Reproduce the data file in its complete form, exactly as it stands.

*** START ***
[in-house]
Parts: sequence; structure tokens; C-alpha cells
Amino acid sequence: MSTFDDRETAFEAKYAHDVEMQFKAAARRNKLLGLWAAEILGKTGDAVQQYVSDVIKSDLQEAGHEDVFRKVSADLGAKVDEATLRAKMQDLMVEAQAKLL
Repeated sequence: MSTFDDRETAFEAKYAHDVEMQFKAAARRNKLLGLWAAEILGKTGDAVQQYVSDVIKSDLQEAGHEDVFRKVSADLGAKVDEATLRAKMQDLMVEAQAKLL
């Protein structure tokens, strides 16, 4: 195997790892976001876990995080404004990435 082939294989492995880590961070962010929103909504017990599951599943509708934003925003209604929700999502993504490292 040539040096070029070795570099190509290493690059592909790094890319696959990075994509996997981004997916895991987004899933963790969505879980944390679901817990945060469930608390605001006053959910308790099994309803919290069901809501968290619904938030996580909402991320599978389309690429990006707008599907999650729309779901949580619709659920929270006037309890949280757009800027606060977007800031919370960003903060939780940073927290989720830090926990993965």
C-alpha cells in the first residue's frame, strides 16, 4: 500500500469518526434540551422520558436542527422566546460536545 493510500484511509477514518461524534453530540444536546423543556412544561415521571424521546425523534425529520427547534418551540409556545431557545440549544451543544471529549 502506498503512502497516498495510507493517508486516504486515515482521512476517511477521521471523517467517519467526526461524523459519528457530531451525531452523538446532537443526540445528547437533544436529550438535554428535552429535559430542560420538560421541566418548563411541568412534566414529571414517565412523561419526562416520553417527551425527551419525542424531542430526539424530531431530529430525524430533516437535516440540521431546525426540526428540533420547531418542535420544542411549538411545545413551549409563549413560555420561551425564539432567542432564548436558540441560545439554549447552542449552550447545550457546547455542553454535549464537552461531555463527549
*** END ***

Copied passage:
[in-house]
Parts: sequence; structure tokens; C-alpha cells
Amino acid sequence: MSTFDDRETAFEAKYAHDVEMQFKAAARRNKLLGLWAAEILGKTGDAVQQYVSDVIKSDLQEAGHEDVFRKVSADLGAKVDEATLRAKMQDLMVEAQAKLL
Repeated sequence: MSTFDDRETAFEAKYAHDVEMQFKAAARRNKLLGLWAAEILGKTGDAVQQYVSDVIKSDLQEAGHEDVFRKVSADLGAKVDEATLRAKMQDLMVEAQAKLL
């Protein structure tokens, strides 16, 4: 195997790892976001876990995080404004990435 082939294989492995880590961070962010929103909504017990599951599943509708934003925003209604929700999502993504490292 040539040096070029070795570099190509290493690059592909790094890319696959990075994509996997981004997916895991987004899933963790969505879980944390679901817990945060469930608390605001006053959910308790099994309803919290069901809501968290619904938030996580909402991320599978389309690429990006707008599907999650729309779901949580619709659920929270006037309890949280757009800027606060977007800031919370960003903060939780940073927290989720830090926990993965």
C-alpha cells in the first residue's frame, strides 16, 4: 500500500469518526434540551422520558436542527422566546460536545 493510500484511509477514518461524534453530540444536546423543556412544561415521571424521546425523534425529520427547534418551540409556545431557545440549544451543544471529549 502506498503512502497516498495510507493517508486516504486515515482521512476517511477521521471523517467517519467526526461524523459519528457530531451525531452523538446532537443526540445528547437533544436529550438535554428535552429535559430542560420538560421541566418548563411541568412534566414529571414517565412523561419526562416520553417527551425527551419525542424531542430526539424530531431530529430525524430533516437535516440540521431546525426540526428540533420547531418542535420544542411549538411545545413551549409563549413560555420561551425564539432567542432564548436558540441560545439554549447552542449552550447545550457546547455542553454535549464537552461531555463527549